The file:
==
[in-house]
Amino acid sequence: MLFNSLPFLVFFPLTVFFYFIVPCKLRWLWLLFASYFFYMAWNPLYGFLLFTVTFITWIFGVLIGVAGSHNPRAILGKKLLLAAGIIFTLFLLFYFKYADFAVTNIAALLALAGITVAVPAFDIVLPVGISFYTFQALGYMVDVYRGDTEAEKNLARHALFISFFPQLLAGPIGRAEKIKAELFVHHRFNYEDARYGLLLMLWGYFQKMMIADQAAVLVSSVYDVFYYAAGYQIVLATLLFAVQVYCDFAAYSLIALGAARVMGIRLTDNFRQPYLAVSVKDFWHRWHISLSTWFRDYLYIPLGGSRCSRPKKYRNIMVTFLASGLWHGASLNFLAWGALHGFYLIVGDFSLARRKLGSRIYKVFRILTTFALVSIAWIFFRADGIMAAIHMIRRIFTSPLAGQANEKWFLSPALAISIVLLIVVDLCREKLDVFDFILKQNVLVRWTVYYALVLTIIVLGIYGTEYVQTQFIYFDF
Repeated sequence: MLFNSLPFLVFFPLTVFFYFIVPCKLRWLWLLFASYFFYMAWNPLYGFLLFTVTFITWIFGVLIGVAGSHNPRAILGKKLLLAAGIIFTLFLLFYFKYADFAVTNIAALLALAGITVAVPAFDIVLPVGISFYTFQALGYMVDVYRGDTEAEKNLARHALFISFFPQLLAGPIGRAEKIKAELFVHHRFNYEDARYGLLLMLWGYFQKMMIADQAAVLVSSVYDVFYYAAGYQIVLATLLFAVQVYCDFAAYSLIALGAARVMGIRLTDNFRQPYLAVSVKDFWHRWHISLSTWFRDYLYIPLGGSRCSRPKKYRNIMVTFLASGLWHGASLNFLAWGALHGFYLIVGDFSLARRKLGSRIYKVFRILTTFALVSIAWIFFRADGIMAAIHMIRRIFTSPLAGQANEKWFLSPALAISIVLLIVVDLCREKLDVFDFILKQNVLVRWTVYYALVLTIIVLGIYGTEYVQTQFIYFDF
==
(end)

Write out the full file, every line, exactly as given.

[in-house]
Amino acid sequence: MLFNSLPFLVFFPLTVFFYFIVPCKLRWLWLLFASYFFYMAWNPLYGFLLFTVTFITWIFGVLIGVAGSHNPRAILGKKLLLAAGIIFTLFLLFYFKYADFAVTNIAALLALAGITVAVPAFDIVLPVGISFYTFQALGYMVDVYRGDTEAEKNLARHALFISFFPQLLAGPIGRAEKIKAELFVHHRFNYEDARYGLLLMLWGYFQKMMIADQAAVLVSSVYDVFYYAAGYQIVLATLLFAVQVYCDFAAYSLIALGAARVMGIRLTDNFRQPYLAVSVKDFWHRWHISLSTWFRDYLYIPLGGSRCSRPKKYRNIMVTFLASGLWHGASLNFLAWGALHGFYLIVGDFSLARRKLGSRIYKVFRILTTFALVSIAWIFFRADGIMAAIHMIRRIFTSPLAGQANEKWFLSPALAISIVLLIVVDLCREKLDVFDFILKQNVLVRWTVYYALVLTIIVLGIYGTEYVQTQFIYFDF
Repeated sequence: MLFNSLPFLVFFPLTVFFYFIVPCKLRWLWLLFASYFFYMAWNPLYGFLLFTVTFITWIFGVLIGVAGSHNPRAILGKKLLLAAGIIFTLFLLFYFKYADFAVTNIAALLALAGITVAVPAFDIVLPVGISFYTFQALGYMVDVYRGDTEAEKNLARHALFISFFPQLLAGPIGRAEKIKAELFVHHRFNYEDARYGLLLMLWGYFQKMMIADQAAVLVSSVYDVFYYAAGYQIVLATLLFAVQVYCDFAAYSLIALGAARVMGIRLTDNFRQPYLAVSVKDFWHRWHISLSTWFRDYLYIPLGGSRCSRPKKYRNIMVTFLASGLWHGASLNFLAWGALHGFYLIVGDFSLARRKLGSRIYKVFRILTTFALVSIAWIFFRADGIMAAIHMIRRIFTSPLAGQANEKWFLSPALAISIVLLIVVDLCREKLDVFDFILKQNVLVRWTVYYALVLTIIVLGIYGTEYVQTQFIYFDF